Home working has traditionally been viewed as a perk; a privilege often exclusively given to managers. But will that change as a result of the pandemic? Will the twenties be remembered for a new sort of industrial revolution; the rise of remote working?
I’d like to think so, because remote working can unlock unique opportunities for the employee, the employer and for society as a whole.
For example, a TUC analysis in 2018 showed that the average UK employee spent 58 minutes commuting every day. That’s 260 hours or, assuming we spend 7 hours each night in bed, more than 15 days lost to commuting every single year by each of us. And, if you work in London or one of the other major conurbations, it’s likely to be a lot more than that.
What could you do with 15 extra days a year? Spend more quality time with loved ones? Take the time to eat more healthily? Learn a new skill? Take more exercise? It’s easy to see how these huge time savings could benefit the employee and, indirectly, by having more contented employees, employers too.
For most people, commuting is not a healthy activity. It’s been associated with increased risks of obesity, insomnia, stress, neck and shoulder pain and high blood pressure. So, reducing the commute could have broader health benefits for the employee, employer and society too.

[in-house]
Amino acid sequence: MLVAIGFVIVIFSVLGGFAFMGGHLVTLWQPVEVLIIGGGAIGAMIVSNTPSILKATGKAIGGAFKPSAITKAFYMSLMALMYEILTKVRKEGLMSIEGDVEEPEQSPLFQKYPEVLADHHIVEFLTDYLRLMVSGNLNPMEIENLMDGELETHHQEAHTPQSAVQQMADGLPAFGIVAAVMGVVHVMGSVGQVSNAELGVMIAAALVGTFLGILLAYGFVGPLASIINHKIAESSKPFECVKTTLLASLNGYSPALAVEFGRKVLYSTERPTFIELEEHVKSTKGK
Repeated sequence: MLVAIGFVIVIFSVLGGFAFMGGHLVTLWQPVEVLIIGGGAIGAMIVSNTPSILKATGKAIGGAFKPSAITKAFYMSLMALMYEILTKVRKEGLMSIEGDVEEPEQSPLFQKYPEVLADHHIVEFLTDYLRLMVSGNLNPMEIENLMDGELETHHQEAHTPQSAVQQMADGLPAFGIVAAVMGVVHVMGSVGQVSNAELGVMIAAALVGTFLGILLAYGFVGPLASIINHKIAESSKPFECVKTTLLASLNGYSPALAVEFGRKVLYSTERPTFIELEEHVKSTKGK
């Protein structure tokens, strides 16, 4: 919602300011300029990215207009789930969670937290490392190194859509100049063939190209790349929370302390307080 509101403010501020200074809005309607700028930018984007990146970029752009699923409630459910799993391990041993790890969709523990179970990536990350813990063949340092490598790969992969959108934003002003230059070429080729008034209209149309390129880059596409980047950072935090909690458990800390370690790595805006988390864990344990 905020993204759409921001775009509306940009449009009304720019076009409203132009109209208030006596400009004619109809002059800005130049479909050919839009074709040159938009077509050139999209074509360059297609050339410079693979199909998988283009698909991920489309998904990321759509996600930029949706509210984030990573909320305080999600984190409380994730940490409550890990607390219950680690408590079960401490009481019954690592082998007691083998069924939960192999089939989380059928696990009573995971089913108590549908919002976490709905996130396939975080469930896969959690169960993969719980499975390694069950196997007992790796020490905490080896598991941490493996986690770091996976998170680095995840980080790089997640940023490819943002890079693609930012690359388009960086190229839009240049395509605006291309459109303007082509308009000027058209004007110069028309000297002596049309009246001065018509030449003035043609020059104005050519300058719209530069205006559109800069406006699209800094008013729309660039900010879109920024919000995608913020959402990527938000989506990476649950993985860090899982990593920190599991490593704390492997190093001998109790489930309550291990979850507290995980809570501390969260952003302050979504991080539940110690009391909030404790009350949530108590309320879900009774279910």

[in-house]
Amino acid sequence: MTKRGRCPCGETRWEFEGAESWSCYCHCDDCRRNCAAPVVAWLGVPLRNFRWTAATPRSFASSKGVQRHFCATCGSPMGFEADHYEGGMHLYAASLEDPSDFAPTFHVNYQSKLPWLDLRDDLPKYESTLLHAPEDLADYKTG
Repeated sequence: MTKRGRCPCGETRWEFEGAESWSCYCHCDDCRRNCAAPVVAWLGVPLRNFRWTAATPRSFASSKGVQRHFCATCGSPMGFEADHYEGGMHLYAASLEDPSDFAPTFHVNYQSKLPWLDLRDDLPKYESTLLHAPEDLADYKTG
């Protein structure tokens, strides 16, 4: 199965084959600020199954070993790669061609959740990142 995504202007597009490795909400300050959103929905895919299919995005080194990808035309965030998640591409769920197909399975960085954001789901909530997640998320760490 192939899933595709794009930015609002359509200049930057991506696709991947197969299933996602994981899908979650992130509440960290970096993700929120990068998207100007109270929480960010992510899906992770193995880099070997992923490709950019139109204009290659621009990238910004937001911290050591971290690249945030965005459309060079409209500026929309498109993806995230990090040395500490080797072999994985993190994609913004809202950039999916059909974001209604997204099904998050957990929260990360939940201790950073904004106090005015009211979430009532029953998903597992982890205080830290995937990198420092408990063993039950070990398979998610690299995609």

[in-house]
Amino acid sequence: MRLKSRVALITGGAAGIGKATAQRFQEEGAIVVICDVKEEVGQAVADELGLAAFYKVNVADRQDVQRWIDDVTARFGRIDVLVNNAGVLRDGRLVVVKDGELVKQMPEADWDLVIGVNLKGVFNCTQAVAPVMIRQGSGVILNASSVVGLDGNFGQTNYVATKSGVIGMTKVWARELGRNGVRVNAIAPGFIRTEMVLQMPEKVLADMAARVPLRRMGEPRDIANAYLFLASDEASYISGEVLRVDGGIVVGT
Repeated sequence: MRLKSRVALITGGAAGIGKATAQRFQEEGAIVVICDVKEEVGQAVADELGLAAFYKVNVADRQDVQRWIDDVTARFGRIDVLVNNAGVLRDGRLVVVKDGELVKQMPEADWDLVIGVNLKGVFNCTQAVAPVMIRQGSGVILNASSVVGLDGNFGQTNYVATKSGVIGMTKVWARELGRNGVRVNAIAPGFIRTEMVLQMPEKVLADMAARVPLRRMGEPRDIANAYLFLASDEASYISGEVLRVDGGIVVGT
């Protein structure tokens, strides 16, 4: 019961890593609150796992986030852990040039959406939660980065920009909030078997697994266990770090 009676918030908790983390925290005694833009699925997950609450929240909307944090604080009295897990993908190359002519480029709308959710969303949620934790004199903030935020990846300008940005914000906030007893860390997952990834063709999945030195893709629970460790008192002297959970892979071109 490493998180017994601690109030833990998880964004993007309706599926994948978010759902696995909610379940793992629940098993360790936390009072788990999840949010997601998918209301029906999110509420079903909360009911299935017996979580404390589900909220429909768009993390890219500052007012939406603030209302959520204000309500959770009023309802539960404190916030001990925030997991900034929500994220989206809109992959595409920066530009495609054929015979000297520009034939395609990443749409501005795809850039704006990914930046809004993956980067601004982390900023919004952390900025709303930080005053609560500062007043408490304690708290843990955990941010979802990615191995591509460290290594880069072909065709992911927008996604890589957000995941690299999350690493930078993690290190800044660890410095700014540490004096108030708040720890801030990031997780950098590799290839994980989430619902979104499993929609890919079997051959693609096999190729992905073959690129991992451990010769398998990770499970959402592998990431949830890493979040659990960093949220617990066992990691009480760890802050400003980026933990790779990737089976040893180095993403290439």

Then there are the financial benefits. Employees save money by not having to commute. And encouraging remote working has the potential for employers to dramatically reduce demand for office space, which is often in premium locations.
A long-term change in the way we collectively work brings less obvious potential benefits too. For example, people will find themselves free to live where they want to live, rather than where they are obliged to. And because their job travels with them, employee retention can be improved too.
In the long-term, the freedom for people to live where they want could breathe new life into rural economies. And, of course, the freedom for employers to recruit the best talent, wherever it’s based, creates new opportunities for those in areas where there have traditionally been fewer of those.
And, perhaps most importantly of all, there are the potential benefits to the environment, with reduced noise pollution, reduced congestion and reductions in CO2 emissions.
With so many potential benefits, it’s not surprising that many organisations are now actively embracing home working. Twitter, for example, announced in May that all of its employees could work from home forever if they wish.
Others though are more hesitant. After all, allowing those who could work remotely to do so requires a major mindset change for many organisations. And, as with any change, the transition will involve overcoming challenges.
I’ve made the point throughout this blog that the benefits are potential benefits. They will only be realised if remote working is effective, and that will only be the case if organisations invest in developing the skills necessary to make it successful.
Managers will need to learn how to lead without micro-management. Employees will need to learn how to self-manage, work effectively from home and create a healthy gap between home and work. And teams will need to learn how to communicate and build successful relationships with people they don’t see every day.
At Glasstap, we have 55 years collective experience of working remotely and we’ve used that experience to create a whole range of skills-based training modules (all designed to be delivered remotely) that will help your teams evolve. If you'd like to know more, get in touch.
Moving towards having more remote workers is a journey, but one that has the potential for employees, employers and society to win.